After a roller-coaster week, most Asian markets ended down on Friday after the technology stocks in the United States took a beating. Chip makers and other exporters led the downward spiral in Asia.
Market analysts say investors throughout the region are selling off shares and growing increasingly wary of the United States' fragile markets.
South Korea's Kospi index took the worst beating this week, ending 7.6 percent below last week's close. The Kospi shed more than three percent on Friday alone, falling to 697. Foreign investors dumped Korean shares for the third day in a row.
Taiwan's main share index was down nearly six percent from last Friday, finishing at 4,855. Part of the problem was bad news from Taiwan Semiconductor Manufacturing, the world's largest contract chipmaker, which gave a discouraging third-quarter outlook. News that the country's economic indicators rose for the ninth consecutive month was not enough to stem the selling.
Equities analyst Jahanzeb Naseer at HSBC Investment Banking in Hong Kong said the Asian markets could recover some of their losses next week. He said, however, that much relies on the United States market and investor confidence around the world.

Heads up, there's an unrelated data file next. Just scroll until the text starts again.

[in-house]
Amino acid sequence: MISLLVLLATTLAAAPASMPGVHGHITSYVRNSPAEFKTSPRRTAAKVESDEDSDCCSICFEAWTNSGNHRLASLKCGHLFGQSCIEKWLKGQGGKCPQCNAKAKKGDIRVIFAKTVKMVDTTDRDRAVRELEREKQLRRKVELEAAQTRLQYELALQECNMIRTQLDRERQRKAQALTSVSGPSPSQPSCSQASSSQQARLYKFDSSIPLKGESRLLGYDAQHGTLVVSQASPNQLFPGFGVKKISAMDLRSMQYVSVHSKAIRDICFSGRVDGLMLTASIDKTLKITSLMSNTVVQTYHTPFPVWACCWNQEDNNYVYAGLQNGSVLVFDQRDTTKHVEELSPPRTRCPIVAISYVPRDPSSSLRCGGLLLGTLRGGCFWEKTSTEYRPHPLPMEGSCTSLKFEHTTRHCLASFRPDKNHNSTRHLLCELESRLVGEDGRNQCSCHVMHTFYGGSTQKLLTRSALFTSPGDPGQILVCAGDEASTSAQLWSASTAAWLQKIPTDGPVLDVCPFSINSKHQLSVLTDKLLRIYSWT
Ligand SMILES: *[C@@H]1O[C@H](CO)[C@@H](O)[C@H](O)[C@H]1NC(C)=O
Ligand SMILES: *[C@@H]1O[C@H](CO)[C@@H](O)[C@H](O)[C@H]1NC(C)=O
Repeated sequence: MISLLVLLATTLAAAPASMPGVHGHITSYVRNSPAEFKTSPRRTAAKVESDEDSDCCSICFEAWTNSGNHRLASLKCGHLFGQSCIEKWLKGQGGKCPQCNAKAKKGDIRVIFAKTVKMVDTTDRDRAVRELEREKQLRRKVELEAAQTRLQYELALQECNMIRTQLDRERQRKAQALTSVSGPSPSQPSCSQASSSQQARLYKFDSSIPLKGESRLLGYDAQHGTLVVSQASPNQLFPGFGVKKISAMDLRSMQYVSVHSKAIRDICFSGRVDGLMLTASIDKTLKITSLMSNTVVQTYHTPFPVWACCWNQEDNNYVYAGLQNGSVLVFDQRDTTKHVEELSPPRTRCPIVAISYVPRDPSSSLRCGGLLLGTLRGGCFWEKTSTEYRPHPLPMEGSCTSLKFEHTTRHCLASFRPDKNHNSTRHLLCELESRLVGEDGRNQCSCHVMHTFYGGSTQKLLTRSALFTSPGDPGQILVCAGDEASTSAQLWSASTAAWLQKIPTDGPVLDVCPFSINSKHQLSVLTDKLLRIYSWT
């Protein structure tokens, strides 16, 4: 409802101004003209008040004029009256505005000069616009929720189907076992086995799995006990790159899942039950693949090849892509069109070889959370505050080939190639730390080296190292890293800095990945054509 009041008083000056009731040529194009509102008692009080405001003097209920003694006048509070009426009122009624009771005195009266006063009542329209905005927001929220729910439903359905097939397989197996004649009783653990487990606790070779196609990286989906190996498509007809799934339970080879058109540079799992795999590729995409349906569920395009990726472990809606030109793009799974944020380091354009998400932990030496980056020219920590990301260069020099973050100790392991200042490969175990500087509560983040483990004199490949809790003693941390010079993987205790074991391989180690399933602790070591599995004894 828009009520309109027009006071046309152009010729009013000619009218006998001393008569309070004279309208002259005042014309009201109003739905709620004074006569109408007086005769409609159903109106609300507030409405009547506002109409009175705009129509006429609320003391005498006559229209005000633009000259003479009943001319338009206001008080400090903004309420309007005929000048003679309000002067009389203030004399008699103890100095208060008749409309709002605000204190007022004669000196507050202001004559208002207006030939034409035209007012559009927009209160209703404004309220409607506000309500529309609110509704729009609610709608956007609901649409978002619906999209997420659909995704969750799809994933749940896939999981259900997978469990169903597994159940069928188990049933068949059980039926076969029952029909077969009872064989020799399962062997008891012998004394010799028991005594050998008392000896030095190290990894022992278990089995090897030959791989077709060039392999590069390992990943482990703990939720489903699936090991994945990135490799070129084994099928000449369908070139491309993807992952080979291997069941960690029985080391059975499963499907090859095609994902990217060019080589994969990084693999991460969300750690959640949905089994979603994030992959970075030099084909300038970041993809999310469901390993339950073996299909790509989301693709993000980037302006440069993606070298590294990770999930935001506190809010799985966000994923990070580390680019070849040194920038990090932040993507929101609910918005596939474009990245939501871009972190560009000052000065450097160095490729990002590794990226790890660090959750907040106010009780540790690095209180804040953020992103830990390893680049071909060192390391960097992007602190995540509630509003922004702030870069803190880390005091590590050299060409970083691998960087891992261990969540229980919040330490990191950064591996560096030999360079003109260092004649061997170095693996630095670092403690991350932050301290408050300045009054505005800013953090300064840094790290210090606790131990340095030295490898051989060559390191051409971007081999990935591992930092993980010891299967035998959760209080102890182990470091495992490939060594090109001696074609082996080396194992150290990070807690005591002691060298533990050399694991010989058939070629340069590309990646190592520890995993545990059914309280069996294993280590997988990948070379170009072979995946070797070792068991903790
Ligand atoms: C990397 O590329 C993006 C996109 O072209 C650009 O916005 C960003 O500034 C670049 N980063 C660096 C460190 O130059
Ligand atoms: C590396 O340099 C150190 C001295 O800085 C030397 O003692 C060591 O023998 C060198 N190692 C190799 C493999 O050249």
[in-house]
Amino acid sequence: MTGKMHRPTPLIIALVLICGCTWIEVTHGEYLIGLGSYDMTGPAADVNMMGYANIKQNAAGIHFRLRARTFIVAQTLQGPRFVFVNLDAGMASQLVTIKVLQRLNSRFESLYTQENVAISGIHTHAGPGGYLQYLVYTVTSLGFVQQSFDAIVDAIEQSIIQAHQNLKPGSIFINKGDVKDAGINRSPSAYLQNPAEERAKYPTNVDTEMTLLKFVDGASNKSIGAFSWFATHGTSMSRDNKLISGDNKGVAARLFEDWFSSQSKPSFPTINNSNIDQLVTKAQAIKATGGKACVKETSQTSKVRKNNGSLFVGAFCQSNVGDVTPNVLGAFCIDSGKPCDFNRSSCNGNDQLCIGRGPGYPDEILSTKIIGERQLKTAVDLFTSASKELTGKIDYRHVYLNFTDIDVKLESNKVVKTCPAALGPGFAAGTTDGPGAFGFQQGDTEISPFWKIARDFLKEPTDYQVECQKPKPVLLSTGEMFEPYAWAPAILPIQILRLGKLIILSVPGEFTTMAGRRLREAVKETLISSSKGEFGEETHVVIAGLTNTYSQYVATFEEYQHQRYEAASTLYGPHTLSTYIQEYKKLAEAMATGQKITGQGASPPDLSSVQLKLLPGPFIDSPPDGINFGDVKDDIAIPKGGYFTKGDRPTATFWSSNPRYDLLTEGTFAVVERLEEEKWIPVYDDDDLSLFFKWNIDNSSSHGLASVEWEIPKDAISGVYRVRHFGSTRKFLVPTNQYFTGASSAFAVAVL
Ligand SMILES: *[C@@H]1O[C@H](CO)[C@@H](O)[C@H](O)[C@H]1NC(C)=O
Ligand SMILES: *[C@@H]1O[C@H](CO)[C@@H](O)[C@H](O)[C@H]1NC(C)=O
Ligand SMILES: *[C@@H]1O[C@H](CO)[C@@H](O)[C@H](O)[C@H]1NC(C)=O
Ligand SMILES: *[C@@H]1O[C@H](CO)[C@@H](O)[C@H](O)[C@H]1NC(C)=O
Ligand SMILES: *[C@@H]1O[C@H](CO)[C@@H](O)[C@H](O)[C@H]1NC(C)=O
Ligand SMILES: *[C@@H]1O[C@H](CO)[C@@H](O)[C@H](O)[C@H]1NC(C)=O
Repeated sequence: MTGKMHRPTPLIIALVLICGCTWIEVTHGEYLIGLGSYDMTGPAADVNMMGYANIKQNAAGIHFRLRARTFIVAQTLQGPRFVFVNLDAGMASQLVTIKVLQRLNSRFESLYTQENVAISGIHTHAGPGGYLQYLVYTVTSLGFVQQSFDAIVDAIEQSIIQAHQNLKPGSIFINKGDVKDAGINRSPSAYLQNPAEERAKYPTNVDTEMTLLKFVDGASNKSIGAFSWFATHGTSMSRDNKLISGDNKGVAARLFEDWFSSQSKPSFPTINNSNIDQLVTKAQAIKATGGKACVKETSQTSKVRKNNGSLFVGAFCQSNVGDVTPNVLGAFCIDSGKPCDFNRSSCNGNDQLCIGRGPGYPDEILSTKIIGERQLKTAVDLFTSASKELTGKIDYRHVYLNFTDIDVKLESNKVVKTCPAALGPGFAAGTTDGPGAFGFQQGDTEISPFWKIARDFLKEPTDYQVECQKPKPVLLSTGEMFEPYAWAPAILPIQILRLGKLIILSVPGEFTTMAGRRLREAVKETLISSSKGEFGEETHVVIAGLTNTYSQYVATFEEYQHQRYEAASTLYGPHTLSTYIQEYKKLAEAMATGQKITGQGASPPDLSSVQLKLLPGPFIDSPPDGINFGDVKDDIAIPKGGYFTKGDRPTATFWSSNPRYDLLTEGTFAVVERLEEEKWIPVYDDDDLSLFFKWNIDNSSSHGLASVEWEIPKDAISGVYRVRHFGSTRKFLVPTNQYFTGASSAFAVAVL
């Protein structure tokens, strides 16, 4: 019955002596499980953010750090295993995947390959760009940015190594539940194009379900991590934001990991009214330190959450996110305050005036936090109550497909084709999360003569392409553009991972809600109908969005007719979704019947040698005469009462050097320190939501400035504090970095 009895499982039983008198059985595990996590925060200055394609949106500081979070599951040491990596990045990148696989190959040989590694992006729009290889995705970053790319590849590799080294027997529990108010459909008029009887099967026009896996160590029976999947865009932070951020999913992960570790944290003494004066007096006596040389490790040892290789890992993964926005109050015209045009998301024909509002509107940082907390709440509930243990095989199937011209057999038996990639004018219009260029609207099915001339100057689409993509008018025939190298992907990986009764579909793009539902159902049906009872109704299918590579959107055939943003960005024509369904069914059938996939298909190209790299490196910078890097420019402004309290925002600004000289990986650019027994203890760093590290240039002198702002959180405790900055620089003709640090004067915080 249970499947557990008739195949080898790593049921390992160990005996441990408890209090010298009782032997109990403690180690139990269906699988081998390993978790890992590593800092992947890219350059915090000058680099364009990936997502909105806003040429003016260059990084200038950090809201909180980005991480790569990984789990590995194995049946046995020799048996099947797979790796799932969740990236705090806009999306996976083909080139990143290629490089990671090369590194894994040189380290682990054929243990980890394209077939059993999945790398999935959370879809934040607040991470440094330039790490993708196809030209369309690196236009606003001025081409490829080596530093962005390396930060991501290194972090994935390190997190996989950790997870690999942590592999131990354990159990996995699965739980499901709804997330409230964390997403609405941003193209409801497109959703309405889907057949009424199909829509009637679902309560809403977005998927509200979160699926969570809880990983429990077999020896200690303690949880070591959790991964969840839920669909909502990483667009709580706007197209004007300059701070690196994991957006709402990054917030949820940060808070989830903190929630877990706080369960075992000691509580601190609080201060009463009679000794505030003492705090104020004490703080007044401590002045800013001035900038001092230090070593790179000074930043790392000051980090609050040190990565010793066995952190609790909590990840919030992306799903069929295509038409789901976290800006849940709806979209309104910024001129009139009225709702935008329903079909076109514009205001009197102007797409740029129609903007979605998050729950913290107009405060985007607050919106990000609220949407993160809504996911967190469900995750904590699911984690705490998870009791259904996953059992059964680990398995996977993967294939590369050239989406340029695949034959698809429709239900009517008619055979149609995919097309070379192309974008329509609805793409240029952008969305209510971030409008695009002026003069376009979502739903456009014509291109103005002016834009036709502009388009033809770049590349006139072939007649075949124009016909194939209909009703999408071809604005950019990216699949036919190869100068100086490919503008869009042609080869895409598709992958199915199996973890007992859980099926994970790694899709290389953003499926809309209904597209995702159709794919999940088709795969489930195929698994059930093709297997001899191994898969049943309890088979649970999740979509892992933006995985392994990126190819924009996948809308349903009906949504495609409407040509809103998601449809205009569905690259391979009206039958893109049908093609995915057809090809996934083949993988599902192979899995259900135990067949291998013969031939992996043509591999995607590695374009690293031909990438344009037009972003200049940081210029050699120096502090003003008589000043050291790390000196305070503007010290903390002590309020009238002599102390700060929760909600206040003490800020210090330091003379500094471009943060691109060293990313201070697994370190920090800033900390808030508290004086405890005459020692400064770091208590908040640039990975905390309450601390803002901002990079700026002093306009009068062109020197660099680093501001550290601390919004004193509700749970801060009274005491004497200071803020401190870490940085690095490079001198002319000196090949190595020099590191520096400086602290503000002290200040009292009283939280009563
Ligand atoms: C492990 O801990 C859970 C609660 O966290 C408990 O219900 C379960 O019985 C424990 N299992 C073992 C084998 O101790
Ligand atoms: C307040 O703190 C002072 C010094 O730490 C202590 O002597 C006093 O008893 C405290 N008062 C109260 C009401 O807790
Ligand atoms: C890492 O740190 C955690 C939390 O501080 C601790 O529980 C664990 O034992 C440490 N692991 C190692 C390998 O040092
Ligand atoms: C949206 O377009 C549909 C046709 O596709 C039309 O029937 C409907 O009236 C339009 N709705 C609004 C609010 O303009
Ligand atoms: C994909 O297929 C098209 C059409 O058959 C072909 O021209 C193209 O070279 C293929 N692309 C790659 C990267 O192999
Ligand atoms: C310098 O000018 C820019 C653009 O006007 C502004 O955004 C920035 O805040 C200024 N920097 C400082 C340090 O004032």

"In terms of a sustained rally I don't think that's likely unless we see the U.S. market post sustainable gains. If there's a global meltdown that we're seeing then all markets are going to fall, the only question is which markets are going to fall more than the others. You can find relative safe havens but in absolute terms it's very difficult to hide," Mr. Nasser said.
Tokyo and Hong Kong's main share indexes remain below the key 10,000 point level.
Hong Kong closed at 9,773, more than five percent down from a week ago. Selling on Friday erased a modest rally during the middle of the week.
In Tokyo, the Nikkei finished at 9,591, almost six percent down from a week ago. That is its lowest level since February and brings the index near an 18-year low.